MF DOOM: The Madvillain

I’m not really in a position to give a fully informed reflection on the importance of the late hiphop artist MF Doom (or on his producer Madlib), but I’d like to have a stab at acknowledging his importance, mainly because the report of his death (which occurred as far back as October) has somewhat discombobulated (or even just plainly upset?) my 30-year old son, for whom he is an extremely important artist. It’s always salutary, I think, for music fans of my age to properly appreciate, if we can, the achievements of artists from later generations, even as the impulse remains to dig down in to the product of one’s own ’glory days’. This can be more difficult than it sounds.

I’d been aware of Doom since Nathan’s purchase of Madvillain back in the mid-00s. I have to admit to only giving it a cursory listening at the time, not finding anything of sufficient interest to detain me beyond two or three spins. Big mistake. It was really only on hearing of his premature death a couple of days ago (cause uncertain) that I felt a need to reassess the recording, feeble as that sounds. It undoubtedly has something to do with the Covid-related sense of transience and impermanence that we all live with today, and the fact the Doom was only in his late-40s. Was his yet another Covid death? I guess I wanted to pay some respect  and attention to an MC who was clearly so respected by my son’s generation, if that doesn’t sound too condescending. I do sometimes get into arguments with friends who seem enmeshed in the music of the 60s/70s and who seem dismissive of music post - 2000 (this includes, of course, internal arguments with myself and my own biases).

So, impressions of Madvillain include a sample-rich environment, with some references that I can relate to (from Zappa’s Uncle Meat, for example). Samples celebrating weed and getting stoned, and multiple comic book nods and winks reminding me a a far less aggressive and macho Wu Tang Clan and its various splinter artists. Going further back, there are reminders of Public Enemy’s piling up of ‘laminar’ layers, a multi-referential, complex sound field (”silly goose” being just one echo/micro-reference to PE’s Flavor Flav that even I can pick up on). It contains much less directly ‘political’ references than PE, and I was also reminded of John Zorn’s fractured and unreliable ‘surfaces’. The content is constantly agitated, unreliable and on the move, somewhat like Naked City’s stylistic mish mashes.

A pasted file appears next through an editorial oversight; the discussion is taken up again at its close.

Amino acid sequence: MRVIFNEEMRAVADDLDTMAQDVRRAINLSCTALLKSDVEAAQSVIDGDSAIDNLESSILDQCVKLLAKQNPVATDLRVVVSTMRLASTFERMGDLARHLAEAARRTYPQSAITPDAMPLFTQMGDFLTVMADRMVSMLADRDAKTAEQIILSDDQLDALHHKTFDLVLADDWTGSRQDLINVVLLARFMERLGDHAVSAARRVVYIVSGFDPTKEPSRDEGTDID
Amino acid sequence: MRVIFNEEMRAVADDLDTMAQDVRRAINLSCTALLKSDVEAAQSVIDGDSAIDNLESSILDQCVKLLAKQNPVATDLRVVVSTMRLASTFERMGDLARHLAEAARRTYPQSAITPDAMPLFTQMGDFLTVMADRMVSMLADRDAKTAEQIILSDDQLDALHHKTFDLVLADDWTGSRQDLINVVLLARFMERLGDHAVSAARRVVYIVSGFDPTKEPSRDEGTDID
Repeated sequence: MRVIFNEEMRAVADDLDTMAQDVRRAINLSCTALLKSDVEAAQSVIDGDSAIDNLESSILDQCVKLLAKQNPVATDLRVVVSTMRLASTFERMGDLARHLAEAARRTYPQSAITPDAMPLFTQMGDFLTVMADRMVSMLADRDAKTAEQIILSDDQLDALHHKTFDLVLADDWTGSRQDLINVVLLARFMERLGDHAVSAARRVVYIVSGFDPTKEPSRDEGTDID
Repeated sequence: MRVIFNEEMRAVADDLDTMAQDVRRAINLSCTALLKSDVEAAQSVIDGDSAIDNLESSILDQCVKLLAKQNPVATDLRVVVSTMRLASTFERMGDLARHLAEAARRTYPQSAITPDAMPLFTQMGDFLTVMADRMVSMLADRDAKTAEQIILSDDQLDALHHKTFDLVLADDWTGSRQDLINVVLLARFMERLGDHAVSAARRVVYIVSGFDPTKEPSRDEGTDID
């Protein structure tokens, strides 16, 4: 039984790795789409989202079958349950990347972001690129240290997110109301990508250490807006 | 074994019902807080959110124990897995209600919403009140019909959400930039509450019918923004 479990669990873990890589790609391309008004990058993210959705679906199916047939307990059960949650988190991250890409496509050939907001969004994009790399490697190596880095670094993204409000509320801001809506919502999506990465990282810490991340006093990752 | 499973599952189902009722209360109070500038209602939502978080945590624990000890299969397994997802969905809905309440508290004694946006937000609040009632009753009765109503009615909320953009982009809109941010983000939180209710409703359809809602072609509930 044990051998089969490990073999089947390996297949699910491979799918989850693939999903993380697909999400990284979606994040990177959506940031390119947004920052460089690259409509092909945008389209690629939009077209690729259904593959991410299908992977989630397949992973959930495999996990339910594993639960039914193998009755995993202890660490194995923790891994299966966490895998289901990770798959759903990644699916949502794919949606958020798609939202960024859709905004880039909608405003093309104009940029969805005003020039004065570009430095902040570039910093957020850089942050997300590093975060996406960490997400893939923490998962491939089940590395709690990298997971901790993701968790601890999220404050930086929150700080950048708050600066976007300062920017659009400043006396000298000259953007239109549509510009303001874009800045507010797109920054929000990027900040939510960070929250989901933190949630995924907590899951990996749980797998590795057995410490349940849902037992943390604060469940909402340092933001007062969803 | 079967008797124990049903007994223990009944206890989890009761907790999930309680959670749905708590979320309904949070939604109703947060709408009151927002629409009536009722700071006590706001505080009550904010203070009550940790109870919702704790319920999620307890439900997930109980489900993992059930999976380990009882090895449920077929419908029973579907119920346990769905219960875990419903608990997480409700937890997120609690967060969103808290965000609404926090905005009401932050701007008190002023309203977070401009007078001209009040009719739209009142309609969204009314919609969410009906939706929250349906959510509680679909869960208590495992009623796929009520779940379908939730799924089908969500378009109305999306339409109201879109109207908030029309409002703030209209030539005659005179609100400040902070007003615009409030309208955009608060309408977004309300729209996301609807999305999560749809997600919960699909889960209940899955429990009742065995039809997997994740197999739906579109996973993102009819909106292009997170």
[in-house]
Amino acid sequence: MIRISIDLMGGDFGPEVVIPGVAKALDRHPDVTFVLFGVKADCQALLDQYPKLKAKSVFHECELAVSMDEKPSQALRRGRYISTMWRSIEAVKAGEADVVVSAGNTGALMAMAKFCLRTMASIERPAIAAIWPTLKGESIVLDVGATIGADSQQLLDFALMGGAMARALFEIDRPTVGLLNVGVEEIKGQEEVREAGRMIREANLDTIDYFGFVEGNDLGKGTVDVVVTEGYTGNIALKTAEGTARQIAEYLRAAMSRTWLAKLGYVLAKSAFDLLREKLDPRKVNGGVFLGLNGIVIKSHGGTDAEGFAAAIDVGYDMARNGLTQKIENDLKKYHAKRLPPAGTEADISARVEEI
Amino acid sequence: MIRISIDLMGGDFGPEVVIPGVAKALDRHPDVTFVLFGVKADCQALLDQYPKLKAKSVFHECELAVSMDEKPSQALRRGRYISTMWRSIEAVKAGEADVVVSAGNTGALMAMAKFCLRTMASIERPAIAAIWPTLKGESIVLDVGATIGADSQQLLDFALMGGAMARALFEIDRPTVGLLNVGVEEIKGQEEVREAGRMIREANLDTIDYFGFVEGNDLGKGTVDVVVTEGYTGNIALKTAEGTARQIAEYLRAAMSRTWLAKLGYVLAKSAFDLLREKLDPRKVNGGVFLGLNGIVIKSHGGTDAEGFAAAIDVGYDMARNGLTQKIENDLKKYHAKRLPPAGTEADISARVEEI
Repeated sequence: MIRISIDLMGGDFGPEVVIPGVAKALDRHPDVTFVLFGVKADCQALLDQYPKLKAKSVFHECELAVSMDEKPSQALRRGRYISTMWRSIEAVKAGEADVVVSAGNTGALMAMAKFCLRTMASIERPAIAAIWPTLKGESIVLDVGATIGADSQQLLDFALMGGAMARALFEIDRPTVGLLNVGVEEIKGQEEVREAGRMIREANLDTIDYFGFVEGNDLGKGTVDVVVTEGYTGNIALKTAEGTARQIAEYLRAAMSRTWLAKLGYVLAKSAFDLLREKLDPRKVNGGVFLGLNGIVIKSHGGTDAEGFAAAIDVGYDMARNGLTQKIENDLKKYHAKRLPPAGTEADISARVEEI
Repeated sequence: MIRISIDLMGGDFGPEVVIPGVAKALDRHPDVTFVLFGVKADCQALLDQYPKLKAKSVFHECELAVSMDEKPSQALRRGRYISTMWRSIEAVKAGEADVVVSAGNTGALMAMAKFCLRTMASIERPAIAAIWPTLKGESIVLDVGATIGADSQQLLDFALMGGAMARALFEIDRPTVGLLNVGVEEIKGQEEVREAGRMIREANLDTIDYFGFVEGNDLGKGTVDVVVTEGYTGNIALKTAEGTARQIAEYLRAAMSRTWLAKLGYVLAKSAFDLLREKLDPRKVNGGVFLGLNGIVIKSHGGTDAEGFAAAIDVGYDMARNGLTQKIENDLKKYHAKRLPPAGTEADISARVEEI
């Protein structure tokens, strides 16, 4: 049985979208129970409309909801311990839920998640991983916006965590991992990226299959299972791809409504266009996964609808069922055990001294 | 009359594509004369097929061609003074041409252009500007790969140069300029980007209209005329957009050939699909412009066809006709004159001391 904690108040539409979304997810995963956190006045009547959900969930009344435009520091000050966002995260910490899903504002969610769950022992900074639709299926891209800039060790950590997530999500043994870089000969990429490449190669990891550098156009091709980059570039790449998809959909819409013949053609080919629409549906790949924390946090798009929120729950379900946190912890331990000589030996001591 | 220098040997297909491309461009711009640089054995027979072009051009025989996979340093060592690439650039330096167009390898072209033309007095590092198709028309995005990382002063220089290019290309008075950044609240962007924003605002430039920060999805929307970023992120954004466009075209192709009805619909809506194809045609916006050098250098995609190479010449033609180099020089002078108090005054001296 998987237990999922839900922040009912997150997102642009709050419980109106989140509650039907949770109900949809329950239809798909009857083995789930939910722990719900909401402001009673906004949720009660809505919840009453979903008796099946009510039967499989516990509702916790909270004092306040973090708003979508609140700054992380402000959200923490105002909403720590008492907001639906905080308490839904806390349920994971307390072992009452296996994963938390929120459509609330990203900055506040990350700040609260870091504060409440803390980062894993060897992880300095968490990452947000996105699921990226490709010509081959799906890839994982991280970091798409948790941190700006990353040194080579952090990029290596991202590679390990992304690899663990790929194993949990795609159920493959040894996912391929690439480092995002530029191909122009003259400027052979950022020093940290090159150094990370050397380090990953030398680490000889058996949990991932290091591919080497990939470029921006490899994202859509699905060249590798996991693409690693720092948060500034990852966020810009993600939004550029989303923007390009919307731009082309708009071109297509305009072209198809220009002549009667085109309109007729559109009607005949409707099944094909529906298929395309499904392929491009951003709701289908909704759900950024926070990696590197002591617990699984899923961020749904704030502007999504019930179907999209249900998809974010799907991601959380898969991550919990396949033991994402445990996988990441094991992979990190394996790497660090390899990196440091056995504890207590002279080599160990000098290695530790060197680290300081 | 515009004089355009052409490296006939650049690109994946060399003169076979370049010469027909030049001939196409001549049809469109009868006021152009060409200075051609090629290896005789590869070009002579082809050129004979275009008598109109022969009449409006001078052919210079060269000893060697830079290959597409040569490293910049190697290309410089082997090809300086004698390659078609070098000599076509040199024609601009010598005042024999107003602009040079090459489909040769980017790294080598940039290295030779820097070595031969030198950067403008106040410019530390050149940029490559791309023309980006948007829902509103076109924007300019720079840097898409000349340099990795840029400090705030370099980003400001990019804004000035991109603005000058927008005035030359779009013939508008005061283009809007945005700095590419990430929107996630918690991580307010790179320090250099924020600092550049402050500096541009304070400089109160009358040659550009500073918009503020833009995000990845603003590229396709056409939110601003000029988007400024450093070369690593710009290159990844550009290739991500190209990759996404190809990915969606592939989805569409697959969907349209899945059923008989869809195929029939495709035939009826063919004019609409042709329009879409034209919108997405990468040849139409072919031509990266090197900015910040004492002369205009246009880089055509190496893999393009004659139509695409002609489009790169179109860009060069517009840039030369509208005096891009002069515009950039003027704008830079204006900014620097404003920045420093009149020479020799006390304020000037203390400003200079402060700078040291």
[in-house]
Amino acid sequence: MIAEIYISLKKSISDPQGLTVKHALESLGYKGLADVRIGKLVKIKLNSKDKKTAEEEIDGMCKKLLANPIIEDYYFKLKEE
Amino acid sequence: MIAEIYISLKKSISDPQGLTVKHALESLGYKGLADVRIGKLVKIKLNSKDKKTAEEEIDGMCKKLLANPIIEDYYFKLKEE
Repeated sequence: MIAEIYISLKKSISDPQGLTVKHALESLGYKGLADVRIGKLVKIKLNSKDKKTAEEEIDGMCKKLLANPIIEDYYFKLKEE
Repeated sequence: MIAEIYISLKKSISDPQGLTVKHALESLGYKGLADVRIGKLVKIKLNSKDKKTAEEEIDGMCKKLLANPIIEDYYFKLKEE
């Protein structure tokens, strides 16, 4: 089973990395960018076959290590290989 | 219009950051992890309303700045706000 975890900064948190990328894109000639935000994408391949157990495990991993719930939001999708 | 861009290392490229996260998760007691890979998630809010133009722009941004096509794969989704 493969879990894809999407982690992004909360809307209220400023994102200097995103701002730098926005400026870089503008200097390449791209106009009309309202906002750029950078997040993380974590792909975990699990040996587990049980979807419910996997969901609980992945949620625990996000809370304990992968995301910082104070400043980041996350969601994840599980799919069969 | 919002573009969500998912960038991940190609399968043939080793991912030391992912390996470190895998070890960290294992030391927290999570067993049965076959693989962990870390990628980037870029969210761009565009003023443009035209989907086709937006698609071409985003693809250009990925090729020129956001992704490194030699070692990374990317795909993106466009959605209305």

It’s a far gentler sampladelia than many, though. To my perhaps naive mind, it seems to be, to use a much misused word, a ‘transitional’ album, between more hostile 90s forms and more ‘progressive’ hiphop, that welcomes both Afro-Futurism (there are references to Sun Ra) and the more gentle administrations of the brief Daisy Age of rap, with its playfulness and good (or at least better) humour. Or am I just talking bollocks? I’ve always felt a bit of an imposter in this world, which is as complex and multi-threaded as that of ‘jazz’ (where I feel much more comfortable). But I can see here that Madvillain demands as much creative listening as any Miles Davis album. It’s clear to me (duh!) that this is great music and I’m at that enviable point of still discovering more and more with each listening.

Doom is obviously a great loss to creative music.

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The banner picture is by the late Mal Dean (1941-1974), which featured on the cover of the 1972 Incus Records vinyl release, Live Performances at Verity's Place, by two free improvisation pioneers, the English guitarist Derek Bailey and Dutch percussionist Han Bennink.